PRESS

"The real showstopper was Mr. Green."

James R. Ostreich | The New York Times

Das Rheingold

Wiener Staatsoper

Wilhelm Sinkovicz

"As Fasolt, Ryan Speedo Green sings belcanto-like phrases  when cheering on the goddess Freia." 

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Semiramide

The Metropolitan Opera

Alex Ross

"The fast-rising bass-baritone Ryan Speedo Green was stylish and stentorian as the high priest Oroe." 

Zachary Woolfe

"Ryan Speedo Green sounded fuller and more opulent as the high priest, Oroe."

David Wright

"Presiding over the whole drama, at beginning and end and at key moments along the way, was the imposing physical and vocal presence of bass-baritone Ryan Speedo Green as the high priest Oroe."

David Salazar

"From his first moment onward, Ryan Speedo Green’s booming bass was simply a revelation. It’s a coarser sound, but it grabs you and holds your attention with its richness and size. Oroe is perhaps not a massive assignment, but he is slowly establishing his presence at the Met and will no doubt be a major star in years to come."

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Belshazzar's Feast

Boston Symphony Orchestra at Tanglewood

Andrew L. Pincus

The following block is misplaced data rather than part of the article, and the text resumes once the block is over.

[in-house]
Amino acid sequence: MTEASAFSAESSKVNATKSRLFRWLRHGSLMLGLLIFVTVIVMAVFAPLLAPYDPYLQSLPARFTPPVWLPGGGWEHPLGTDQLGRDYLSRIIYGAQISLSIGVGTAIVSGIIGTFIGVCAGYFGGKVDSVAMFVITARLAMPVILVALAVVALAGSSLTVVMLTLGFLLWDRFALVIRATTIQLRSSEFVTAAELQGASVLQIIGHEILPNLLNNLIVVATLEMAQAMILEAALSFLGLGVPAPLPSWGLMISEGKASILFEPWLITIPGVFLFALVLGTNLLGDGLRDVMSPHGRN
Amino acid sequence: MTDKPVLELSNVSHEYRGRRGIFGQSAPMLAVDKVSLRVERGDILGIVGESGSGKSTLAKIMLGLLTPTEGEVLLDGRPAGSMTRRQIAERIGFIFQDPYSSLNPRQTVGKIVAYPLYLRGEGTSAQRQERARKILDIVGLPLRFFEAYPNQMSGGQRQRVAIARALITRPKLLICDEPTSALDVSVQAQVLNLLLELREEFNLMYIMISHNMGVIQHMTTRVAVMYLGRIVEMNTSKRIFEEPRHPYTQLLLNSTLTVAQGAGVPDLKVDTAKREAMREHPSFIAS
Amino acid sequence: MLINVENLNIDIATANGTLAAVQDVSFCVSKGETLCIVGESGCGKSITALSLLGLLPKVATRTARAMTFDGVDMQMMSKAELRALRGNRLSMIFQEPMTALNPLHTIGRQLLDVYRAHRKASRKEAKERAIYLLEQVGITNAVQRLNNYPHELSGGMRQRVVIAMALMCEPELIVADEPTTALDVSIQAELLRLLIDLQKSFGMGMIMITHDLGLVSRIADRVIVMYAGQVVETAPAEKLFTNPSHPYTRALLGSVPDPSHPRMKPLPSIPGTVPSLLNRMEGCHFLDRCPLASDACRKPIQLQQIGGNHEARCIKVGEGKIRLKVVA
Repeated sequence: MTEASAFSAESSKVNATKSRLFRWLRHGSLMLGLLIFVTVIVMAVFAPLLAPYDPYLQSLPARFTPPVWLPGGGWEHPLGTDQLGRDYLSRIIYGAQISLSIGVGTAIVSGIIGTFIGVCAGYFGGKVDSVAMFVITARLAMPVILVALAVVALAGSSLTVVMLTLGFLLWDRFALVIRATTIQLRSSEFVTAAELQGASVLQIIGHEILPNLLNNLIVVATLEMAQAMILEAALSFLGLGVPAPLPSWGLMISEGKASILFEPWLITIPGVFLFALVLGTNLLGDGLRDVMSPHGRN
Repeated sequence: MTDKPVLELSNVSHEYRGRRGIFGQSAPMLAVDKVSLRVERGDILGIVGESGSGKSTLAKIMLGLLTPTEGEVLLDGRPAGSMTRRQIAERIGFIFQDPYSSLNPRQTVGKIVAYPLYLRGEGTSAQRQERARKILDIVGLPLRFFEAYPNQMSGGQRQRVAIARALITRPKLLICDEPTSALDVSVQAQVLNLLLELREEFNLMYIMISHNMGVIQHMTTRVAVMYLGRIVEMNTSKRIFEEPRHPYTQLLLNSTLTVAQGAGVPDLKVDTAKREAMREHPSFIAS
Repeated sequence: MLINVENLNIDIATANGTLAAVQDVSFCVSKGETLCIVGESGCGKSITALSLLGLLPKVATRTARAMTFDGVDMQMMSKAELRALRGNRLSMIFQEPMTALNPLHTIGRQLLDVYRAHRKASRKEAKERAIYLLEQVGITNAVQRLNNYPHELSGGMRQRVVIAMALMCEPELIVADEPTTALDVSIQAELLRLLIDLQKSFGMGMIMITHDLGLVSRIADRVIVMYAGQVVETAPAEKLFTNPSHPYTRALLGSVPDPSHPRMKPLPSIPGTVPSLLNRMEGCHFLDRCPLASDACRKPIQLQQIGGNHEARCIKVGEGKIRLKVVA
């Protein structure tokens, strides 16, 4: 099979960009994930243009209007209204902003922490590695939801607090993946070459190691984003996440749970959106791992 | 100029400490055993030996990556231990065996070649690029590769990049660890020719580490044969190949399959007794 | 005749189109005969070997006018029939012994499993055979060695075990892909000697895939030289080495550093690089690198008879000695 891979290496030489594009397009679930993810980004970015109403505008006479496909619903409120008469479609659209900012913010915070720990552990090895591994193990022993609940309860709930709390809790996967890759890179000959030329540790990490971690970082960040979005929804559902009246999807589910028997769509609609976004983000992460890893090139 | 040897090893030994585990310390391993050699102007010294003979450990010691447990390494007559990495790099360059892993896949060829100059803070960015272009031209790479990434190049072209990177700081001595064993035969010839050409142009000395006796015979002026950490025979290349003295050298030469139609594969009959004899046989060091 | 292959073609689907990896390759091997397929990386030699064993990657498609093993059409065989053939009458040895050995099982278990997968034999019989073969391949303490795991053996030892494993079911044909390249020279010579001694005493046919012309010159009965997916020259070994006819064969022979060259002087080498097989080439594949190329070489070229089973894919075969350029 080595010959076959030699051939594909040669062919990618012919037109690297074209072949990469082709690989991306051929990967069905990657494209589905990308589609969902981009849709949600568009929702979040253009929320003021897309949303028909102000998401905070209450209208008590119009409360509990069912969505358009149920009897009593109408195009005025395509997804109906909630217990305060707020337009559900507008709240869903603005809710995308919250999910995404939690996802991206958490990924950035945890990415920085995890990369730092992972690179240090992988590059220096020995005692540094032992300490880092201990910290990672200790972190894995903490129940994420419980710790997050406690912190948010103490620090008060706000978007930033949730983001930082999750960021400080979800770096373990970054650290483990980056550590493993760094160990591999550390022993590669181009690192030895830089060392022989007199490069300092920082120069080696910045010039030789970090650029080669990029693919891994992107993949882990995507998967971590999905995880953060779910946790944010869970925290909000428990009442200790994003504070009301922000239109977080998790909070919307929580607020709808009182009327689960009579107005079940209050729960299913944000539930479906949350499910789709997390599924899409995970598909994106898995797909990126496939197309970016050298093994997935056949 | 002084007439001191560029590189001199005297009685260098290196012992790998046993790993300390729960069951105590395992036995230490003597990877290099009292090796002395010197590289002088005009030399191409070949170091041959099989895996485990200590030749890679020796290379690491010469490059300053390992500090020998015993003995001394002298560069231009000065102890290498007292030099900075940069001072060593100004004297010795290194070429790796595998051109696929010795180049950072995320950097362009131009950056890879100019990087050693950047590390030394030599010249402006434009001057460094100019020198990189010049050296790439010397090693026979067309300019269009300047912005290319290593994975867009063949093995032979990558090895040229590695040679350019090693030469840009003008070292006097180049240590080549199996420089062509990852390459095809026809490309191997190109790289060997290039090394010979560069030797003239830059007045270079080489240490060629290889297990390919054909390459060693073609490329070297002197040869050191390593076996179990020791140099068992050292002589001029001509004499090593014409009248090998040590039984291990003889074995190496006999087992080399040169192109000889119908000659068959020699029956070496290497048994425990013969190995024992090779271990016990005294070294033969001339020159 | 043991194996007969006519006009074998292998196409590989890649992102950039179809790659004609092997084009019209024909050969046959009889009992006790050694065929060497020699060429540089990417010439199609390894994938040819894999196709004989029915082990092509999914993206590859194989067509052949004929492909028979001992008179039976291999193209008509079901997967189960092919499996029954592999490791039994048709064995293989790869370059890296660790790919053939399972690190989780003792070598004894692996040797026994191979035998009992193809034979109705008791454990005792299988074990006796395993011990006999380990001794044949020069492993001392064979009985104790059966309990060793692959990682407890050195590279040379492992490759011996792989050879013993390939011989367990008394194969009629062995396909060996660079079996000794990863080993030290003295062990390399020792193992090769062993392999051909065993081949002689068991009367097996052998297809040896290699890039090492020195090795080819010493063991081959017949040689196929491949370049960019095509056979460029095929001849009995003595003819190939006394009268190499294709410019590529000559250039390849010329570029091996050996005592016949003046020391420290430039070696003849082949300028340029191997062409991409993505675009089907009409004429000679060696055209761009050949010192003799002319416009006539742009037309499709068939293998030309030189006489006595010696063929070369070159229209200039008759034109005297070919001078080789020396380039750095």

"Tovey had full command of the large performing forces, and Green was a booming narrator, issuing commandments like a prophet. If the chorus, spread out across the back of the Shed stage, wasn't always together, it hardly mattered, so fearful was the impact."

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Die Entführung aus dem Serail 

Houston Grand Opera

Sydney Boyd

"Bass-baritone Ryan Speedo Green is both the opera’s standout star and least likable character as Osmin, Pasha Selim’s overseer and harem guard. From his first major aria—where he hog-ties Pedrillo and sings about how he’ll mangle, strangle, rip and tear him apart—he was a fantasy of sonorous, rumbling tone and accuracy. Green has mastered the trick of Mozart, who remains hands down the most adroit opera composer ever—you have to make something really difficult to sing effortlessly."

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A Singer’s Journey: From Solitary Confinement to the Met Opera

Michael Cooper

Michael Cooper

EXCERPT: "In his review in The New York Times, James R. Oestreich called Mr. Green “the real showstopper” and described his big moment — a fourth-act ode to a beloved overcoat he plans to pawn to help his friends — as “immensely touching.”

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La Bohème

The Metropolitan Opera

James Jorden

"But this performance will be remembered, I think, as the night of bass-baritone Ryan Speedo Green’s breakthrough as a star. His full and distinctive voice made even the tiniest lines sound important, and his final act “Coat Aria” felt like the climax of the whole opera. I predict this artist, already mightily impressive, will soon be so essential he’ll be anchoring a Gesamtkunstwerk of his very own."

Zachary Woolfe

"Ryan Speedo Green sounded fuller and more opulent as the high priest, Oroe."

David Wright

"Presiding over the whole drama, at beginning and end and at key moments along the way, was the imposing physical and vocal presence of bass-baritone Ryan Speedo Green as the high priest Oroe."